I am using a heterogeneous container similar to this one. I can put and receive objects from the container with ease:

Favorites f = new Favorites();
f.putFavorite(String.class, "Java");
String someString = f.getFavorite(String.class);

But there seem to be no easy way to iterate over such container. I can add a keySet() method to the Favorites class and simply return the key set of the internal Map object:

public Set<Class<?>> keySet() {
  return favorites.keySet();

Now, I would like to iterate over the keys, use the keys to get the associated values, and call some methods on the received objects:

for (Class<?> klass : f.keySet()) {
   // f.getFavorite(klass).<SOME_METHOD_SPECIFIC_TO_THE_CLASS-KEY>

I thought that I could access the methods of the objects held in my container by calling klass.cast(f.getFavorite(klass)).SOME_METHOD(), but it doesn't work either (meaning, I cannot access any methods except for the Object-related methods).

Let's say, that in my use case I would like to inspect the interfaces of all these objects I iterate over and act accordingly to the detected interface. Let's also assume that I may have dozens of objects of various classes and all of them implement one of three interfaces.

The only solution I can think of is to stuff my code with dozens of isinstance checks, but I would prefer a less cumbersome approach (i.e. checking if a given object implements one of three interfaces).

  • Do you have an idea of the "less cumbersome approach" you're envisioning? I mean if you have three different pieces of code you want to run depending on whether it implements one of three different interfaces, it seems like whatever approach we can suggest will have to have three different branches. So it'd be good to have clarity on what precisely you're finding cumbersome. – Mark Peters Feb 24 '16 at 17:15
  • Sorry, maybe I wasn't clear enough. I consider the "checking if a given object implements one of three interfaces" approach to be less cumbersome. At least when compared to the scenario with dozens of "if" statements. – Wojciech Walczak Feb 24 '16 at 17:25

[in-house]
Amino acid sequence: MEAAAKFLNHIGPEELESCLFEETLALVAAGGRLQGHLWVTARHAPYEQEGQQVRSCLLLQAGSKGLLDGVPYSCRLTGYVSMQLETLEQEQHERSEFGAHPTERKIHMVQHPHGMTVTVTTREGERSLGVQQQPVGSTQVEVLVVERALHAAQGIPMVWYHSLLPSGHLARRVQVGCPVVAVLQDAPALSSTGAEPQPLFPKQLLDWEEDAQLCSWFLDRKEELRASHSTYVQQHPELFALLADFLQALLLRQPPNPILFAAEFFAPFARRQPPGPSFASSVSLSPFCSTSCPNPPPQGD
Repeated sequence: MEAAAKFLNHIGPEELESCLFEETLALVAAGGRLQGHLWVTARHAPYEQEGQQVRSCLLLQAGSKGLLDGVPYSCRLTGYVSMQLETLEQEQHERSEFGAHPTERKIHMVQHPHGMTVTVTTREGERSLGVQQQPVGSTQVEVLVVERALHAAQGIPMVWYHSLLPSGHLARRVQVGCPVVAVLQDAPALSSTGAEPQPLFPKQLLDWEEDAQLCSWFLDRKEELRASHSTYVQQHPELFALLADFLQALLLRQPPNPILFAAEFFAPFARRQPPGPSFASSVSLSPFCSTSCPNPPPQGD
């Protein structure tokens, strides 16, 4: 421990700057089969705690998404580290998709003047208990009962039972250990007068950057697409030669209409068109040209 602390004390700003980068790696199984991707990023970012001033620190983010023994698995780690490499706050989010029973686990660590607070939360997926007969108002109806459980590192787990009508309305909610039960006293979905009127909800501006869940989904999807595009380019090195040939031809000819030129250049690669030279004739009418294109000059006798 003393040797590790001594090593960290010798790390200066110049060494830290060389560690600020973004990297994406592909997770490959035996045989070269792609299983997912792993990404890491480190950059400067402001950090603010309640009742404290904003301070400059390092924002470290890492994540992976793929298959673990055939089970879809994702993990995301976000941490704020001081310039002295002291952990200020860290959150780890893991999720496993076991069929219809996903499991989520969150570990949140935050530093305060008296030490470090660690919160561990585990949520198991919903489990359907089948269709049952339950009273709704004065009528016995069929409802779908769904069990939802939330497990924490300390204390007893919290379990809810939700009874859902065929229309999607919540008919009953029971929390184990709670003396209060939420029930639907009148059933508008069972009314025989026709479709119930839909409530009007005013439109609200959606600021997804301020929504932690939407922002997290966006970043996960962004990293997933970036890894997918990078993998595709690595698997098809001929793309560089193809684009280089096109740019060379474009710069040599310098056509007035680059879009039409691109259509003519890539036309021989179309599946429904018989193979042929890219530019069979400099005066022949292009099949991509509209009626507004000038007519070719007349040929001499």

• I'm not sure where we're going from 3 if statements to dozens...my answer would use 3 if statements, is that what you're looking for? The issue with checking three interfaces at once is that you're going then need to do something different depending on which of the three interface it matched anyway, so what does it gain you? – Mark Peters Feb 24 '16 at 17:27
  • I think my question boils down to this: in the foreach loop from my initial question, when I receive an object with f.getFavorite(klass), can I use reflection to list methods of the returned instance? I know that the object is of class klass so I think I should be able to list its methods. – Wojciech Walczak Feb 24 '16 at 17:32
  • 2
    Ah yes. Java (as a language) does not have any usable support for duck typing. Java's primary mechanism for contract-based invocation is through interface inheritance. Although it recently gained support for invokedynamic at the VM level, this is mostly for other JVM languages and not Java. – Mark Peters Feb 24 '16 at 18:23

By trying to call a specific method on each entry, you are basically saying that you know better than the compiler, and that you know each entry has a specific super class.

If you know that's the case, you can use Class#asSubclass to type klass as Class<? extends KnownSuper> so that getFavorite will then return a subclass of KnownSuper (and therefore expose the method):

Class<KnownSuper> superClass = KnownSuper.class; //class with callMethod()
for (Class<?> klass : f.keySet()) {

However, this will obviously give a runtime exception if one of the key classes does not extend KnownSuper. So if the above would be safe, you should parameterize your heterogeneous container to only accept key classes that extend from KnownSuper in the first place.

If not all entries will be of this type, you could also check first if the key is suitable when iterating:

Class<KnownSuper> superClass = KnownSuper.class; //class with callMethod()
for (Class<?> klass : f.keySet()) {
    if (superClass.isAssignableFrom(klass)) {

Just go through this simple example

Say you have below Favorites class definition

public class Favorites  extends HashMap<String, String> {


Here is the test class

public class TestGeneric {

    public static void main(String[] args) {

        Favorites  f = new Favorites();
        f.put("test", "test");

        for (String test1 : f.keySet()) {

             f.get("").charAt(index)// you will see all string specific  method as compiler knows in advance what object map going to contain



The moment you change Favorites extends HashMap<String, String> to Favorites extends HashMap you will just object specific methods as compiler does not know in advance which object Favorites is going to put in map

  • 1
    The point of using heterogenous container is to be able to put heterogeneous objects into it. For example: f.putFavorite(String.class, "Java"); f.putFavorite(Integer.class, 1);. – Wojciech Walczak Feb 24 '16 at 17:56

Your Answer

By clicking “Post Your Answer”, you agree to our terms of service, privacy policy and cookie policy

Not the answer you're looking for? Browse other questions tagged or ask your own question.